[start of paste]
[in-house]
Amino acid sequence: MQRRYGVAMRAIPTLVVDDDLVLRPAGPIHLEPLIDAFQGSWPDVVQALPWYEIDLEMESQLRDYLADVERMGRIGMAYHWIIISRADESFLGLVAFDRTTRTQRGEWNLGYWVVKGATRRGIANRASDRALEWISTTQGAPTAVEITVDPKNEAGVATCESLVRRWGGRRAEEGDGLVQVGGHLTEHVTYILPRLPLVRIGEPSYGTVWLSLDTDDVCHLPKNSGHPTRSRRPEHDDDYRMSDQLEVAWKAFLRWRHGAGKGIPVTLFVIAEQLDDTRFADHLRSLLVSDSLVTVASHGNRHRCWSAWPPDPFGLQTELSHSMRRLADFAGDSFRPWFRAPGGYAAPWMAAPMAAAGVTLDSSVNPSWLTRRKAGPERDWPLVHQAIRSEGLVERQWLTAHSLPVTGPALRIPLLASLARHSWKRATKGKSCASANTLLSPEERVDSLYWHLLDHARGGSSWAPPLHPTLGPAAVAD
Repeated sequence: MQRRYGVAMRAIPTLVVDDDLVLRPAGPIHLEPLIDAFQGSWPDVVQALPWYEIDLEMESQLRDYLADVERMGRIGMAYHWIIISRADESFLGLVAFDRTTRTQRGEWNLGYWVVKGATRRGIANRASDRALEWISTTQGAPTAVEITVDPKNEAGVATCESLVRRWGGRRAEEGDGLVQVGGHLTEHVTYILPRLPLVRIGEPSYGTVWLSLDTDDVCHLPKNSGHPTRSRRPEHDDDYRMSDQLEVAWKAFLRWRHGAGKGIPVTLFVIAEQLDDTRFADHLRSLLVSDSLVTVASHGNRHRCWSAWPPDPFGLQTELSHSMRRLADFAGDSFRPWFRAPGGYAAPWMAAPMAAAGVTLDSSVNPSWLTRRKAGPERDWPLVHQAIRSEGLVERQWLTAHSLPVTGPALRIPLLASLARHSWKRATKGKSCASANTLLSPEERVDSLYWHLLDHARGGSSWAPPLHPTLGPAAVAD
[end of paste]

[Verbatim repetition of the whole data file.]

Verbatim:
[in-house]
Amino acid sequence: MQRRYGVAMRAIPTLVVDDDLVLRPAGPIHLEPLIDAFQGSWPDVVQALPWYEIDLEMESQLRDYLADVERMGRIGMAYHWIIISRADESFLGLVAFDRTTRTQRGEWNLGYWVVKGATRRGIANRASDRALEWISTTQGAPTAVEITVDPKNEAGVATCESLVRRWGGRRAEEGDGLVQVGGHLTEHVTYILPRLPLVRIGEPSYGTVWLSLDTDDVCHLPKNSGHPTRSRRPEHDDDYRMSDQLEVAWKAFLRWRHGAGKGIPVTLFVIAEQLDDTRFADHLRSLLVSDSLVTVASHGNRHRCWSAWPPDPFGLQTELSHSMRRLADFAGDSFRPWFRAPGGYAAPWMAAPMAAAGVTLDSSVNPSWLTRRKAGPERDWPLVHQAIRSEGLVERQWLTAHSLPVTGPALRIPLLASLARHSWKRATKGKSCASANTLLSPEERVDSLYWHLLDHARGGSSWAPPLHPTLGPAAVAD
Repeated sequence: MQRRYGVAMRAIPTLVVDDDLVLRPAGPIHLEPLIDAFQGSWPDVVQALPWYEIDLEMESQLRDYLADVERMGRIGMAYHWIIISRADESFLGLVAFDRTTRTQRGEWNLGYWVVKGATRRGIANRASDRALEWISTTQGAPTAVEITVDPKNEAGVATCESLVRRWGGRRAEEGDGLVQVGGHLTEHVTYILPRLPLVRIGEPSYGTVWLSLDTDDVCHLPKNSGHPTRSRRPEHDDDYRMSDQLEVAWKAFLRWRHGAGKGIPVTLFVIAEQLDDTRFADHLRSLLVSDSLVTVASHGNRHRCWSAWPPDPFGLQTELSHSMRRLADFAGDSFRPWFRAPGGYAAPWMAAPMAAAGVTLDSSVNPSWLTRRKAGPERDWPLVHQAIRSEGLVERQWLTAHSLPVTGPALRIPLLASLARHSWKRATKGKSCASANTLLSPEERVDSLYWHLLDHARGGSSWAPPLHPTLGPAAVAD